Insurance Group is considering buying London-based RSA Insurance Group, according to a statement from the company
The Swiss insurer stressed that the announcement should not be read as a firm intention to acquire RSA, however, and RSA announced shortly afterward that it has not held talks with Zurich
, nor has it received a proposal.
If a proposal does go forward, it is likely to value RSA at more than US$8 billion, Helvea analyst Daniel Bischof told the Wall Street Journal
. The insurer was valued at US$6.9 billion before the Zurich
announcement, and with a 20% premium over the company’s Monday closing price, a takeover bid would come in at roughly US$8.3 billion.
The news comes just months after Zurich
’s May announcement that it would seek out acquisitions in order to counteract the effects of low interest rates and sub-par global economic growth. The Swiss insurer set aside US$3 billion in excess capital to use toward the goal, and Kristof Terryn – chief executive of Zurich
’s Global Life unit – told shareholders Zurich
would pursue deals in which the company can “enhance our strategic possibilities.”
Now that it has expressed an interest, Zurich
has 28 days under UK law to make a firm offer for RSA or drop its interest in the deal for at least six months.
The two insurance operations have a significant number of common interests. Both RSA and Zurich
specialize in insuring large corporations, and each insurer has a strong presence in the UK, Latin America, Canada and Scandinavia.
“Of particular interest to bidders would be the Scandinavian business in our view,” said Canadian bank RBC Capital Markets. “Scandinavian insurance markets have oligopolistic characteristics, with few market players and strong profitability with low levels of competition.”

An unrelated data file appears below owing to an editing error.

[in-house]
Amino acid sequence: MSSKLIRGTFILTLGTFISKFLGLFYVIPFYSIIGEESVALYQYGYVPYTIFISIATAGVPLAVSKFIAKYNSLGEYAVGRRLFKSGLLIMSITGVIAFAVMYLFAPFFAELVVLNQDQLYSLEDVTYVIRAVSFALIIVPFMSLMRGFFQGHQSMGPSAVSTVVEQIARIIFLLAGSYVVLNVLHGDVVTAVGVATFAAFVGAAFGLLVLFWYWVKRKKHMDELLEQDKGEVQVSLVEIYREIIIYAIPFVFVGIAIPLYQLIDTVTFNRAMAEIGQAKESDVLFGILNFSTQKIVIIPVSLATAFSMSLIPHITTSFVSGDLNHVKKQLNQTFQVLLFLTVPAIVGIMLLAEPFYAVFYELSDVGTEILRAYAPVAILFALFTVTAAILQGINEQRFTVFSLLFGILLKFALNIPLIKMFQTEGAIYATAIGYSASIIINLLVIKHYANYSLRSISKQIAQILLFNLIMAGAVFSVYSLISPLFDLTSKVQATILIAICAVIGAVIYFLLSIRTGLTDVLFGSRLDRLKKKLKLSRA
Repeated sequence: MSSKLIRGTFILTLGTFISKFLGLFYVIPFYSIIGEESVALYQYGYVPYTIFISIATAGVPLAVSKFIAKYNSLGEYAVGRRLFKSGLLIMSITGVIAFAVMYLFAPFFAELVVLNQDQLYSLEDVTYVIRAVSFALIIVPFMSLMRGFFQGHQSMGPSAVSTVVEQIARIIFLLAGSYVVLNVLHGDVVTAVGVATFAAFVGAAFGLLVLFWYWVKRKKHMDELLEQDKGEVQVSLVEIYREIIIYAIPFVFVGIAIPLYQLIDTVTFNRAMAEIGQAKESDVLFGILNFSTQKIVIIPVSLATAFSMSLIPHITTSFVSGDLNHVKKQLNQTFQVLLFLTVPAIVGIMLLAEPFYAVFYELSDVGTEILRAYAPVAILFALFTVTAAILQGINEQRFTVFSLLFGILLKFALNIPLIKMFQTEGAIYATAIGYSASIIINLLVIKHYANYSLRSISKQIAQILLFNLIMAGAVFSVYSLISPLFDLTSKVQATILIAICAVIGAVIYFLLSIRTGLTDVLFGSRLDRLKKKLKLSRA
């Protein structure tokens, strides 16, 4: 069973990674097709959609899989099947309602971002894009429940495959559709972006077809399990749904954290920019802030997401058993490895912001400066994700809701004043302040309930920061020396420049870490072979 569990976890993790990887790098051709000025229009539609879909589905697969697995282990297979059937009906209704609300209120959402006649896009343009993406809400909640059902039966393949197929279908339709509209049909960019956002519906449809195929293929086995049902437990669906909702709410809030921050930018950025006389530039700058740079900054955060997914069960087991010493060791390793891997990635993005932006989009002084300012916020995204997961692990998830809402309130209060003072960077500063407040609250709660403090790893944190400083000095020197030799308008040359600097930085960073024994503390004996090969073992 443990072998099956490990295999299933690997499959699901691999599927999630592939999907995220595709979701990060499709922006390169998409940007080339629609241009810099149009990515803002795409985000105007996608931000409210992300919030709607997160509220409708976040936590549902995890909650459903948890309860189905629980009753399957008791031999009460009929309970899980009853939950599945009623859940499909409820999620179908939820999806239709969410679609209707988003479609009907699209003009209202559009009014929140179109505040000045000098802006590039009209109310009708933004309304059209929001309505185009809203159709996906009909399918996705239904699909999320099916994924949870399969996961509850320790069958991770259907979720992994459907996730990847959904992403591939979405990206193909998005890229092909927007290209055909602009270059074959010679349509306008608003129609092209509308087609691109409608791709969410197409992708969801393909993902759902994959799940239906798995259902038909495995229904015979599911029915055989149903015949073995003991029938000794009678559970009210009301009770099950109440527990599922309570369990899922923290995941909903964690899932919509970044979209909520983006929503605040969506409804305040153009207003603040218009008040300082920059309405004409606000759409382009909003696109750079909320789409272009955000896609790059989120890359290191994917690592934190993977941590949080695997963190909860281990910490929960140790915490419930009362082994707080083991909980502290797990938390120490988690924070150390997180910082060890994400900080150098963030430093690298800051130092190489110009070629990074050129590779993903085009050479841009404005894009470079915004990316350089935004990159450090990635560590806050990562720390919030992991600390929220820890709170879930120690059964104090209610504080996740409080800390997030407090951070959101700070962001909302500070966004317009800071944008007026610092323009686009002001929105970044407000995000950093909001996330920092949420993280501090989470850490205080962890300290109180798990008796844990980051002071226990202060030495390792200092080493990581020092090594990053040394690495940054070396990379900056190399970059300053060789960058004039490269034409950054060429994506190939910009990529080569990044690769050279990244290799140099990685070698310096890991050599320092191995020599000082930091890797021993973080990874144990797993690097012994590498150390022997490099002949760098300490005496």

Analysts warn that Zurich
shareholders may be hesitant to embrace such a deal, however, given RSA’s recent financial troubles.
The UK insurer underwent intense scrutiny late in 2013 when its Irish business was discovered to show “financial and claims irregularities,” and the group overall was shown to have a weak capital base even as regulators in the country were increasing capital requirements.
The business returned to profit last year after appointing former Royal Bank of Scotland Group CEO Stephen Hester as chief executive. RSA has since restored its good credit rating and sold off more than 800 million pounds of assets in order to shore up capital.
Hester admitted the Irish operations continue to undercut performance, but said he expects the financial situation to improve in 2015.
The news follows other major M&A activity in the insurance industry, with a $70 billion deal reported yesterday.